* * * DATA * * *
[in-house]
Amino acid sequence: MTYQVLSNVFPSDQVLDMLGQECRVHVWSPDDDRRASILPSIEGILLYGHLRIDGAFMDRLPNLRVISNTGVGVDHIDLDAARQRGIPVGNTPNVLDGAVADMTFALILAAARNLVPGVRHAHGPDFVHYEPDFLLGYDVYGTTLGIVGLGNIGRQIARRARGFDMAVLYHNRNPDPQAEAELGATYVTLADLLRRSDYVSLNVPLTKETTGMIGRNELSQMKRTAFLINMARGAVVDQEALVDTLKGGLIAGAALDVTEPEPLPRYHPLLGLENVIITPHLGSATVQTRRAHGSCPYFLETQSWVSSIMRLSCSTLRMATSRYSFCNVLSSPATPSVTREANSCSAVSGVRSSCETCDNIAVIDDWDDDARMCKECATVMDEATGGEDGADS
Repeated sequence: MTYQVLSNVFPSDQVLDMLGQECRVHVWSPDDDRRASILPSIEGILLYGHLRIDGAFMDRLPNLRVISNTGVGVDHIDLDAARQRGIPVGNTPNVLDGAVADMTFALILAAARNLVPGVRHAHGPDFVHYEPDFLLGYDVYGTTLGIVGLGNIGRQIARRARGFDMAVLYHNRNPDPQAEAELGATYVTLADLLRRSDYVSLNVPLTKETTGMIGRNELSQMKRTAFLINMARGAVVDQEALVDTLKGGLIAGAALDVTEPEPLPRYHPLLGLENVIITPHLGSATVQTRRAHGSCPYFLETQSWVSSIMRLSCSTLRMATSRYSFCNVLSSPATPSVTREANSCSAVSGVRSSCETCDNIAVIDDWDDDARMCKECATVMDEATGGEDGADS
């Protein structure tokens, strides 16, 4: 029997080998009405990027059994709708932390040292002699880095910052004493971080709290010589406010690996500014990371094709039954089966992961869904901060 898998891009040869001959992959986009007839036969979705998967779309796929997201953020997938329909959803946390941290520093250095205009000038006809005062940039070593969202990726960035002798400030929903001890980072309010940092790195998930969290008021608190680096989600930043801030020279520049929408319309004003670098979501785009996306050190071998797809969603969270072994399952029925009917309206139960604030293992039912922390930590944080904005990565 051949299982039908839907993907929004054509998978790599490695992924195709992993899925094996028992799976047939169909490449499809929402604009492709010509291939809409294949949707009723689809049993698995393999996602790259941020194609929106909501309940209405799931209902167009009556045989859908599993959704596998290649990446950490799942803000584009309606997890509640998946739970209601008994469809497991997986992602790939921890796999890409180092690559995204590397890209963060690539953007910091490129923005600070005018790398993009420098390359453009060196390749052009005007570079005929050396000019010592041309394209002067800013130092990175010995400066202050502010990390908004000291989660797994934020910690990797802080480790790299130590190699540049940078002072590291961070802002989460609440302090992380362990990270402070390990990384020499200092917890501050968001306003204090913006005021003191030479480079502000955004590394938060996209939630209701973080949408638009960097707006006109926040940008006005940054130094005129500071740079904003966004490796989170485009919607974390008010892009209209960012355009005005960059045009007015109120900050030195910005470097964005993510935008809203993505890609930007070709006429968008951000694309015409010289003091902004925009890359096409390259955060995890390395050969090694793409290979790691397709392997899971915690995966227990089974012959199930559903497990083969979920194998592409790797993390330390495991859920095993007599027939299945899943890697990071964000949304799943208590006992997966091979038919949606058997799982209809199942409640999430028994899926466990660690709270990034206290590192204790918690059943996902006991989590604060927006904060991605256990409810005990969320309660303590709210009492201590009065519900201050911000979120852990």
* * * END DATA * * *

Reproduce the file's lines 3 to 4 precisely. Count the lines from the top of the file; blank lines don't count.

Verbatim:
Repeated sequence: MTYQVLSNVFPSDQVLDMLGQECRVHVWSPDDDRRASILPSIEGILLYGHLRIDGAFMDRLPNLRVISNTGVGVDHIDLDAARQRGIPVGNTPNVLDGAVADMTFALILAAARNLVPGVRHAHGPDFVHYEPDFLLGYDVYGTTLGIVGLGNIGRQIARRARGFDMAVLYHNRNPDPQAEAELGATYVTLADLLRRSDYVSLNVPLTKETTGMIGRNELSQMKRTAFLINMARGAVVDQEALVDTLKGGLIAGAALDVTEPEPLPRYHPLLGLENVIITPHLGSATVQTRRAHGSCPYFLETQSWVSSIMRLSCSTLRMATSRYSFCNVLSSPATPSVTREANSCSAVSGVRSSCETCDNIAVIDDWDDDARMCKECATVMDEATGGEDGADS
């Protein structure tokens, strides 16, 4: 029997080998009405990027059994709708932390040292002699880095910052004493971080709290010589406010690996500014990371094709039954089966992961869904901060 898998891009040869001959992959986009007839036969979705998967779309796929997201953020997938329909959803946390941290520093250095205009000038006809005062940039070593969202990726960035002798400030929903001890980072309010940092790195998930969290008021608190680096989600930043801030020279520049929408319309004003670098979501785009996306050190071998797809969603969270072994399952029925009917309206139960604030293992039912922390930590944080904005990565 051949299982039908839907993907929004054509998978790599490695992924195709992993899925094996028992799976047939169909490449499809929402604009492709010509291939809409294949949707009723689809049993698995393999996602790259941020194609929106909501309940209405799931209902167009009556045989859908599993959704596998290649990446950490799942803000584009309606997890509640998946739970209601008994469809497991997986992602790939921890796999890409180092690559995204590397890209963060690539953007910091490129923005600070005018790398993009420098390359453009060196390749052009005007570079005929050396000019010592041309394209002067800013130092990175010995400066202050502010990390908004000291989660797994934020910690990797802080480790790299130590190699540049940078002072590291961070802002989460609440302090992380362990990270402070390990990384020499200092917890501050968001306003204090913006005021003191030479480079502000955004590394938060996209939630209701973080949408638009960097707006006109926040940008006005940054130094005129500071740079904003966004490796989170485009919607974390008010892009209209960012355009005005960059045009007015109120900050030195910005470097964005993510935008809203993505890609930007070709006429968008951000694309015409010289003091902004925009890359096409390259955060995890390395050969090694793409290979790691397709392997899971915690995966227990089974012959199930559903497990083969979920194998592409790797993390330390495991859920095993007599027939299945899943890697990071964000949304799943208590006992997966091979038919949606058997799982209809199942409640999430028994899926466990660690709270990034206290590192204790918690059943996902006991989590604060927006904060991605256990409810005990969320309660303590709210009492201590009065519900201050911000979120852990």